Men of business are naturally serious; but
seriousness is absorbed by their business,
T'he want of due seriousness in religion
ordinances, and been trained up to reliCercises, but who, when they came into ablic life, and to be their own masters, and in the pleasures of the world, or to engang Ives in its business and pursuits, have otai these duties in whole or in a grea, and bas.
2 sug pus GOFO ojar
With these it
en bir "religious ordinances and exersoos " Br " ligious ordinances” I mean the
antenere in our catechism in our youth. beia ins
in unon public worship at church, the conins bols the Lord's day regularly and most Martieniach together with a few other days in the Ir by which some very, principal events and osseries at the Christian history are commemo
and its proper season the more solemn omaeiving the Lord's Supper. These comarr rites and ordinances of Christianity : coming all which it may be said, that with the
pes of mankind, especially of that class Sund, which must or does give much of its
ont care to worldly concerns, they are little Boa thar absolutely necessary; if we judge it to Sinuary to maintain and uphold any sention or impression, any seriousness about reli.
in the mind at all. They are necessary to ere in the thoughts a place for the subject; Les necessary that the train of our thoughts interen be closed up against it. Were all
the week alike and employed alike; was a difference or distinction between Sunday cik day; was there not a church in the na. were we never from one year end to anoth
and together to participate in public worwere there no set forms of public worship; wicular persons appointed to minister and indeed no assemblies for public worship
joint prayers; no preaching : still reitself, in its reality and importance, in od event, would be the same thing as
"we should still have to account for let: there would still be heaven and
on and perdition: there would still of God both natural and revealed ;
ion which the authority of a Creae upon a creature; all the gratitude
om a rational being to the Author
na porticular persons app
oll; no joint prave Hem, in itself, in IN iad and event.
iris ; we should still
and Giver of every blessing which he enjoys ; 4 lastly, there would still be the redemption of the
world by Jesus Christ. All these things would, with or without religious ordinances, be equally real and existing and valid; but men would not think equally about them. Many would entirely and totally neglect them. Some there wouldalways be of a more devout, or serious, or contemplative disposition, who would retain a lively sense of these things under all circumstances and all disadvantages, who would never lose their veneration for them, never forget them. But from others; from the careless, the busy, the followers of pleasures, the pursuers of wealth or advancement, these things would slip away from the thoughts entirely.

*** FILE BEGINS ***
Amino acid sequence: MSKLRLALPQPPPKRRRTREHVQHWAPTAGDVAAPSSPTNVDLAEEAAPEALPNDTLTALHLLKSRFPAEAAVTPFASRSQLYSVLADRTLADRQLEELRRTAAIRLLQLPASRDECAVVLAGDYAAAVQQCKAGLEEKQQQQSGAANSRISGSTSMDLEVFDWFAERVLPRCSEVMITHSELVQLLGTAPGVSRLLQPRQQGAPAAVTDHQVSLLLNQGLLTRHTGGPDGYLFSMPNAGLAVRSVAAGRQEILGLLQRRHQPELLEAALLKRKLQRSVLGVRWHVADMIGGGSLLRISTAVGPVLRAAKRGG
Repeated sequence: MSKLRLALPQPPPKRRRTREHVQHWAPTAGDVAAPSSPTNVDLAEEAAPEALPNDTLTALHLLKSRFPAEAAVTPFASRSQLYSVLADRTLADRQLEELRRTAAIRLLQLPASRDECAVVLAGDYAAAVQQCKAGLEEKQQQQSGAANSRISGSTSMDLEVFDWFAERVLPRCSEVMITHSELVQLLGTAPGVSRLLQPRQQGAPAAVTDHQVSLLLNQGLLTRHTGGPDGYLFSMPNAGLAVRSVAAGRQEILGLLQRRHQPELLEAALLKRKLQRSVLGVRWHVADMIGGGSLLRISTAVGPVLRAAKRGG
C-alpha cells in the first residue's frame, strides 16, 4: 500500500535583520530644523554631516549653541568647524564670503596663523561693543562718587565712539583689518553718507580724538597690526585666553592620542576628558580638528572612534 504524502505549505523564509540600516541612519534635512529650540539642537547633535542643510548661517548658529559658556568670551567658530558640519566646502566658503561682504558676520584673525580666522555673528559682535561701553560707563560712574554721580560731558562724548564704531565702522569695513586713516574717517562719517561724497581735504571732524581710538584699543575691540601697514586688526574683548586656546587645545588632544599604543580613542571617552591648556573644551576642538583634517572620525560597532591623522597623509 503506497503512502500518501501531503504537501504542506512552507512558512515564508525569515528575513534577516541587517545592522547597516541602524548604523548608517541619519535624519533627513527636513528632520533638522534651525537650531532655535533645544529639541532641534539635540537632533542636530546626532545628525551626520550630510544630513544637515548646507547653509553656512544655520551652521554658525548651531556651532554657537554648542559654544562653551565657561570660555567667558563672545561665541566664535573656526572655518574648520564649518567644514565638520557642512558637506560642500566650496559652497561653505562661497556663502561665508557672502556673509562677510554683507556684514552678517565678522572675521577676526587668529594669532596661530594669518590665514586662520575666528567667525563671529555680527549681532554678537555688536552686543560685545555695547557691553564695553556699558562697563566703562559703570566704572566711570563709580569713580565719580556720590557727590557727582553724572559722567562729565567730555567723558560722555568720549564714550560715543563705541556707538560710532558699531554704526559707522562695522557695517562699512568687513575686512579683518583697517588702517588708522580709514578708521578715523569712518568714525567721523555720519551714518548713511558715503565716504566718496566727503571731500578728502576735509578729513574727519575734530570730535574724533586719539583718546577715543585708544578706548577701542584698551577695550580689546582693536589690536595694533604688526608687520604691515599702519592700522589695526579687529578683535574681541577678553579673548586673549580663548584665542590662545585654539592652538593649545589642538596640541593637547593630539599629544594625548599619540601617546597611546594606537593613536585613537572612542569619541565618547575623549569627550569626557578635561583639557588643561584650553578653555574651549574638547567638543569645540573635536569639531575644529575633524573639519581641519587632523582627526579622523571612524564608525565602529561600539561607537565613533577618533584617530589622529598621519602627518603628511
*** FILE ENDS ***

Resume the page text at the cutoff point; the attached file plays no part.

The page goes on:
Together with religious “ ordinances” wementioned religious "exercises.” By the term religious “exercises I in particular mean private prayer; whether it be at set times, as in the morning and evening of each day, or whether it be called forth by occasions, as when we are to form some momentous decision, or enter upon some great undertaking; or when we are under some pressing difficulty or deep distress, some excruciating bodily pain, or heavy affliction; or, on the other hand, and no less properly, when we have lately been receiving some signal benefit, experiencing some signal mercy; such as preservation from danger, relief from difficulty or distress, abatement of pain, recovery from sickness: for by prayer let it be observed we mean devotion in general; and thanksgiving is devotion as much as prayer itself. I mean private prayer, as here described; and I also mean, what is perhaps the most natural form of private prayer, short ejaculatory extemporaneous addresses to God, as often as either the reflections which rise up in our minds, let them come from what quarter they may, or the objects and inci dents which seize our attention, prompt us to ter them; which, in a religiously disposed na will be the case, I may say, every hour, and w! ejaculation may be offered up to God in any i